Grit.

grit-meme

Last week I finished a 10K and a half marathon. 19.3 miles in less than 36 hours with a broken foot. A fractured third metatarsal to be specific. I believe I re-broke it around mile 6 of the half marathon, when I started jogging to stay ahead of the people in last. I know for sure (judging by the pain) it was re-broken during a sprint at mile 9 and again at mile 11 to stay ahead of the sweepers (the people who take you off the course because you are not going fast enough)…I was about 90 seconds from my worst nightmare, being taken off the course because I was too slow. I just could not limp along fast enough. So I ground my teeth and I sprinted.

And I finished that half marathon.

But I wasn’t proud of it.

Wait. What?

Nope. I was not proud. I berated myself for being so stubborn that I would limp 19.3 miles, reinjuring my foot and not making the right decision, which was to quit. I should have quit. I had half a dozen blisters, shin pain, knee pain…all ramifications of limping for almost twenty miles. I had a scary moment later when I was laying on the bathroom floor, overcome with nausea from the pain. My perseverance had made me literally sick. An even scarier moment later when discussing the final hours of the race with my fellow runners and realizing just how out of my mind I was – I never realized it was hot. Never for one minute did I feel the heat or sun that everyone else was saying tormented them in the final miles. I don’t remember ever even thinking it was hot. And not because it wasn’t hot. So at the end of the weekend, I was mostly disappointed in myself for lacking the wisdom to know when to stop.

And here we are, a week later, and I’m ready to find some of the positives in this poor choice I made. I am impressed with my tenacity.  I am grateful to my dedication to training and cross training that kept me in shape (and many thanks to my friend Brian for his training ideas and rehab advice) enough to even walk 19 miles. I am no longer afraid of a marathon – I mean, I’m not signing up tomorrow…but I truly feel like if I could finish those races, I can do anything.

And thus the moral of this story: Grit. In psychology, grit is “a positive, non-cognitive trait based on an individual’s passion for a particular long-term goal or end state, coupled with a powerful motivation to achieve their respective objective.” It’s courage in the face of adversity. Resolve. Backbone. Pluck. Bravery. Spirit.

Grit is an awesome attribute to have. And I’ve got it.

And I know what that sounds like – it sounds like I’m bragging, and maybe I am? Or maybe I just have no problem owning both the positives and negatives of who I am. There is power in knowing your own strengths. And your own flaws. Grit is a double-edged sword that it took me until this weekend to see just how deep it can cut.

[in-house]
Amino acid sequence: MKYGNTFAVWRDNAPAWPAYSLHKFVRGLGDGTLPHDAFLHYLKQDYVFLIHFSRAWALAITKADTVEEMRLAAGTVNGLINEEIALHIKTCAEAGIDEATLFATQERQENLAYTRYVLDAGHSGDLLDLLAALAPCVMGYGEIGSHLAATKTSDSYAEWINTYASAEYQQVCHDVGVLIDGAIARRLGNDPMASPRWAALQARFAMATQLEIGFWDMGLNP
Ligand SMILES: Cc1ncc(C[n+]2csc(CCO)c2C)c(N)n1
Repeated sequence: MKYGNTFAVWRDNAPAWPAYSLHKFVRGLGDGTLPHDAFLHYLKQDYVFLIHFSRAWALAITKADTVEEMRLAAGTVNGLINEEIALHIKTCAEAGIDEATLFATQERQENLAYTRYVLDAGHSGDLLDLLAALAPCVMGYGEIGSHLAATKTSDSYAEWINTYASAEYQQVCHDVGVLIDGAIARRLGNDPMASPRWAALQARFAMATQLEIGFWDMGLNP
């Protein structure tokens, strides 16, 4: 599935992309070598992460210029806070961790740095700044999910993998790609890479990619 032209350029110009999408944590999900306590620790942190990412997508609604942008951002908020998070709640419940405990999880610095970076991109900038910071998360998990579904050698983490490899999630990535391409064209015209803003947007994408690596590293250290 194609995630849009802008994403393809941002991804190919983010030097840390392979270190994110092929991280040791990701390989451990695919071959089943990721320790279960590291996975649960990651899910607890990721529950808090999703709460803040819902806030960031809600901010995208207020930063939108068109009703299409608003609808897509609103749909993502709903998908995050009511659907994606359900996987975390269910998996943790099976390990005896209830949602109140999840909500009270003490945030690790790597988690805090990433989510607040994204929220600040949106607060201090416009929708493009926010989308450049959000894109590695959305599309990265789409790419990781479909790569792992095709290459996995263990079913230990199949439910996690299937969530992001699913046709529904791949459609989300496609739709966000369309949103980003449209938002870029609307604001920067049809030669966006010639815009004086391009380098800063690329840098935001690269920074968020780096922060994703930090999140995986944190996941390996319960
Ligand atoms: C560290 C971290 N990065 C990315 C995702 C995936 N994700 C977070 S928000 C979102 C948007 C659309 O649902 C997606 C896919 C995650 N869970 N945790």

So my many thanks to Kate and Sarah Beth for their support and strength, but especially thanks for pushing me around in a wheelchair for a few days.  And I am so grateful to Josh, family, and friends who checked in on me and supported me throughout. It was a battle, and I survived, leaving with something much more precious than these medals – lessons learned.

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Now its time to put my feet up and rest and really heal – because I’m coming for you Glass Slipper Challenge 2017…and I’m going to run.

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Have you ever finished something and thought “I should have quit”?

Tell me about it in the comments!

International Travel Tips

August is here and summer travel season is coming to a close! I recently returned from two beautiful weeks exploring Istanbul, Greece, Malta and Italy and was inspired along the way to take a few notes on international travel. Obviously not all of these tips apply to every form of travel, or every place you’ll ever go, but they do apply in general and I wrote them to emphasize the difference in domestic and international travel. Please see below for some ideas on how to have a safe, happy international traveling experience.

International Travel Tips

1. STEP Up and Be Prepared

It didn’t matter how many times I told Josh that I would be fine in Turkey, he was very nervous about my trip. So of course he had to be proven correct and we were in the country on the day of the military coup.  We ended up getting out of Istanbul safely and quickly, but I had been prepared in case of such an emergency. The Smart Traveler Enrollment Program is a free service that allows Americans to register with the nearest embassy while traveling abroad, before even leaving the U.S. The program updates you on security risks and threats, as well as provides the embassy with both your contact and your emergency contact’s information in case of an emergency. Sign up for it once, and then just add any travel plans to your account in the future. I signed up before my trip and it was very easy and reassuring to know the embassy knew exactly where we were and what our travel plans were, as well as how to contact Josh if something was to happen.